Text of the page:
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(July 12, 2018)
Results of first of its kind field study In Press in Annals of Allergy, Asthma and Immunology
CHICAGO, July 12, 2018 (GLOBE NEWSWIRE) -- Inspirotec Inc., a Chicago-based startup company with proprietary technology for measuring airborne allergens, today announced that the results of its field study, which shows that patients can run the air sampling device in their own homes and obtain statistically significant data, will be published in the Annals of Allergy, Asthma and Immunology (www.annallergy.org/article/S1081-1206(18)30390-9/fulltext). The results show normal ranges for common household airborne allergens and conditions that can affect those values.
Utilizing the innovative home-based study, combined with Inspirotec’s cutting edge laboratory analysis, concentrations of dust mite, cat, dog, mouse, rat, mold, and pollen allergens were found for each individual home in 103 homes.
Allergists from five medical practices recruited patients to run the tests. They provided patients with instructions and packages to take home, plug in their bedrooms to test the air there for a few days, and patients returned them to their doctors.
“Our study shows that it is now possible for patients to know the airborne allergens in their own homes, and take targeted remedial measures that will enable them to eliminate allergens that are triggering their symptoms, and of which they may have been totally unaware. This kind of analysis and service has not been available to them previously,” says Julian Gordon PhD, leading scientist in the study and co-founder of Inspirotec. “Previous studies of this kind have required the intrusion of skilled technicians to run bulky, noisy, equipment. Further, analysis was done on settled dust, not on the air, as it was believed that the amounts in the air were often too low to measure, despite the fact that it is the inhaled material in the air that causes symptoms.” Lead physician and clinical consultant to Inspirotec, Paul Detjen MD says, “This fills a hole in our ability to do complete patient management. Previously, this kind of information was available only anecdotally from the patient, but we can now get objective numbers.”
Dr. Gordon continues: “Because this kind of data was previously unavailable, there are no standards for concentrations of allergens in the air that are accepted as being dangerous. The best we can do is to use our data to compare results with average levels in similar homes. This is just like when the electricity provider tells you how your consumption compares with similar homes. This data provides such a framework.”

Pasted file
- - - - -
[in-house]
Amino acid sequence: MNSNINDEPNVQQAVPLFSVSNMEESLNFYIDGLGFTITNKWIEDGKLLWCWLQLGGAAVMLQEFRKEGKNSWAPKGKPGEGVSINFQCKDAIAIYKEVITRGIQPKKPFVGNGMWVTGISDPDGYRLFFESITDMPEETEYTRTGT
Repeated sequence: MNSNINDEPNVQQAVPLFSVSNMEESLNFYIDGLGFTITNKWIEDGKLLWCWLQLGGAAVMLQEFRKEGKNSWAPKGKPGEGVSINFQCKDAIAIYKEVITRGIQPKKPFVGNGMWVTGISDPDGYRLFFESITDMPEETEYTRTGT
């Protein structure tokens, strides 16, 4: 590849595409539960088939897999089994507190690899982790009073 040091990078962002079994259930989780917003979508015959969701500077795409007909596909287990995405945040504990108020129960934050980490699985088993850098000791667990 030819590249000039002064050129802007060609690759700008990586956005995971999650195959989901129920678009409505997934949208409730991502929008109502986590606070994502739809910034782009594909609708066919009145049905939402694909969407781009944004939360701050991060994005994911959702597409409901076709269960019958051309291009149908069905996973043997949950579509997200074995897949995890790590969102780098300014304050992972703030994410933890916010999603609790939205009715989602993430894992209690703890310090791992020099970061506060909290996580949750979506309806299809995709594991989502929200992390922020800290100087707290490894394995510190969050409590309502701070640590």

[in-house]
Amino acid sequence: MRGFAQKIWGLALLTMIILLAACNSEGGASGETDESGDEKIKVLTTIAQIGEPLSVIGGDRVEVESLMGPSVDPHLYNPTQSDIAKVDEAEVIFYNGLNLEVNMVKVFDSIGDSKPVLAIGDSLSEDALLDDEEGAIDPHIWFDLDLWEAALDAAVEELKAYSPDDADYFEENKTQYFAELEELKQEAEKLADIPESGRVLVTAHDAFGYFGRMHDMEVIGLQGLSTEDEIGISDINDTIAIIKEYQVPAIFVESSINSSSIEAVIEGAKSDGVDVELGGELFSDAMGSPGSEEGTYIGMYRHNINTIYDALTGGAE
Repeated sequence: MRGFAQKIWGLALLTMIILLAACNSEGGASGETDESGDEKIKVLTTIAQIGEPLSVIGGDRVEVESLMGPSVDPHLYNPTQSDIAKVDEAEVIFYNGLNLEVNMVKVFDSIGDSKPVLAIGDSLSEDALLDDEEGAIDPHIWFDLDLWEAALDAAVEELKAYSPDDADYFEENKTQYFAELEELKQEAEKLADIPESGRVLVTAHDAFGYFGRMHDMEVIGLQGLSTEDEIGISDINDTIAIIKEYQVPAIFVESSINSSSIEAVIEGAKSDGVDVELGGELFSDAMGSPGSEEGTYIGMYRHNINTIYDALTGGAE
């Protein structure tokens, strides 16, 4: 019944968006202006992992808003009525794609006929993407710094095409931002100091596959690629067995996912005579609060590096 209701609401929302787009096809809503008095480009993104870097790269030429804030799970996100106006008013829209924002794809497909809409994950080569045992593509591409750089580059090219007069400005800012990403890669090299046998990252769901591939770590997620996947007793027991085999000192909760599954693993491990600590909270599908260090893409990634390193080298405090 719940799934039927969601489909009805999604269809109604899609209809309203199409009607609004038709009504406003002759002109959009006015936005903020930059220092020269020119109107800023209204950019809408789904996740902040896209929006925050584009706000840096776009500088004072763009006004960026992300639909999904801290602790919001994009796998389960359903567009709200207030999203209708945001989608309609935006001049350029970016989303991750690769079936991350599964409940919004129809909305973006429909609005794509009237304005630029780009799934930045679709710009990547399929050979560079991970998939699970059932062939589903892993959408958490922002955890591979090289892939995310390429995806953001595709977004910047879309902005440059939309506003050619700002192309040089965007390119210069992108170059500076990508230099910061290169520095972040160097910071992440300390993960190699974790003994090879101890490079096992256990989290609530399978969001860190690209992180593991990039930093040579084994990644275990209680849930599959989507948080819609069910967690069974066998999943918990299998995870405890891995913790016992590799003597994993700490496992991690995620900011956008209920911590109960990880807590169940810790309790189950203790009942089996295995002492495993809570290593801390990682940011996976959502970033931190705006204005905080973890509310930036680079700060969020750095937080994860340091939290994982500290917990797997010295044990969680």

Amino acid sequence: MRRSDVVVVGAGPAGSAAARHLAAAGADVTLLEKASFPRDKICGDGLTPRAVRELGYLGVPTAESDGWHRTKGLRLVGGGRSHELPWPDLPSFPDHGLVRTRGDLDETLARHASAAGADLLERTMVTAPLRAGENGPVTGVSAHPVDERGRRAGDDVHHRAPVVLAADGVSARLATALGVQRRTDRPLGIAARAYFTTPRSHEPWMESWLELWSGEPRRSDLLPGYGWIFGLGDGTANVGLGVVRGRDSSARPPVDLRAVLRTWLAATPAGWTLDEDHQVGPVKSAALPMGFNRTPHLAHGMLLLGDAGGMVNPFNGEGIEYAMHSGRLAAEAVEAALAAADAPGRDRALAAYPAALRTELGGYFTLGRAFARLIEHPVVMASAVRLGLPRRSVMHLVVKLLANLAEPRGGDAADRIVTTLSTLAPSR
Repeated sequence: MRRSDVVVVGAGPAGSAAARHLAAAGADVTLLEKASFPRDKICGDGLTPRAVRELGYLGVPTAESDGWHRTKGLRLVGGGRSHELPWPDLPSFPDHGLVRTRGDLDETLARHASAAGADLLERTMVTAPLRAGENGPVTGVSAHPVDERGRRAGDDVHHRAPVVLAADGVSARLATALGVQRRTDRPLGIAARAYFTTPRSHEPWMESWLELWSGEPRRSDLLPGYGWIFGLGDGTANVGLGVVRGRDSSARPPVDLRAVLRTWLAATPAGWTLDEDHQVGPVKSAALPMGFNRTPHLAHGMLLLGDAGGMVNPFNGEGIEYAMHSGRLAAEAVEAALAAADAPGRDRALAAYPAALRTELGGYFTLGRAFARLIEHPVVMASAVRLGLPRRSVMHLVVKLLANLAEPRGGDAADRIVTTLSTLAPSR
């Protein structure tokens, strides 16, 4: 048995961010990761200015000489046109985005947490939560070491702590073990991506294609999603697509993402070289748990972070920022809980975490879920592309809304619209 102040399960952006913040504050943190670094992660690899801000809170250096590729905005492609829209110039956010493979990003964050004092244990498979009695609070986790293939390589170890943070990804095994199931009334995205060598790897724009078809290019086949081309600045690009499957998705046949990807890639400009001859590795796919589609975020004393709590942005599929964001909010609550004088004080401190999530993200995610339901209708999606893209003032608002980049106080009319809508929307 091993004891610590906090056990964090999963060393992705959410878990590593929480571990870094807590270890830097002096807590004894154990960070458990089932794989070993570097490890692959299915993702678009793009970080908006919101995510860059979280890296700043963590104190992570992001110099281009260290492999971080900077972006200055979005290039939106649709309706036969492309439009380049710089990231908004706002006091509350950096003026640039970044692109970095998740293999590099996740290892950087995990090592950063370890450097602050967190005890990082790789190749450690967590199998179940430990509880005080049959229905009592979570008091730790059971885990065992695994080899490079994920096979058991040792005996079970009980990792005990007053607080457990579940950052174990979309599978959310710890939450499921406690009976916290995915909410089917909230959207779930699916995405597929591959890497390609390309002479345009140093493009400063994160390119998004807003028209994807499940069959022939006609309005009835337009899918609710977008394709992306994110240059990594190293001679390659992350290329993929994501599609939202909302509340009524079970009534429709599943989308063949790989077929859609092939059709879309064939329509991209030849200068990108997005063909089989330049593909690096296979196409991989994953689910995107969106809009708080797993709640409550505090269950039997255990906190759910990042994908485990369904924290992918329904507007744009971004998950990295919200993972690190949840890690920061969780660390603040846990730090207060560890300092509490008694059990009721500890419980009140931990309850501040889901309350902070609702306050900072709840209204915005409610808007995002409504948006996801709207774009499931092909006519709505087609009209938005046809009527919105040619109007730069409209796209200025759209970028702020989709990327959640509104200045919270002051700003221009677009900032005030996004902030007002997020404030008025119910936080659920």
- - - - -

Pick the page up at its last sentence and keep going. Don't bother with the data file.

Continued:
The only comparable work was a large nation-wide study by a group at the National Institutes of Health (NIH), where analysis was made of vacuumed dust in homes. They defined “Exposure Intensity” by the number of different allergens detected in a home. Inspirotec compared their results in Chicago with the nation-wide results from the NIH.
Some allergen levels were found to be significantly lower at lower humidity and where HEPA-filter air cleaning was used. This attests to the statistical significance of the data.
About Inspirotec Inc.
Inspirotec Inc is the only company providing airborne allergen detection either through physicians or direct to consumer. Direct to consumer is marketed under the brand name Exhale and can be purchased through www.exhalenow.com.
Inspirotec has an extensive portfolio of patents* as well as prior publications in the peer-reviewed literature1-3.
*US patents 8,038,944, 9,216,421, 9,360,402, 9,481,904, 9,618,431 as well as patents and application world-wide.
1Gordon J, Gandhi P, Shekhawat G, Frazier A, Hampton-Marcell J, Gilbert JA. A simple novel device for air sampling by electrokinetic capture. Microbiome. 2015;3.
2Gordon J, Detjen P, Kelso D, Gandhi P. A new patient-operated sampling device for measurement of aeroallergens. Ann Allergy Asthma Immunol. 2016;116(5):475-6.
3Gordon J, Reboulet R, Gandhi P, Matsui E. Validation of a novel sampling technology for airborne allergens in low-income urban homes. Ann Allergy Asthma Immunol. 2018;120(1):96-97.
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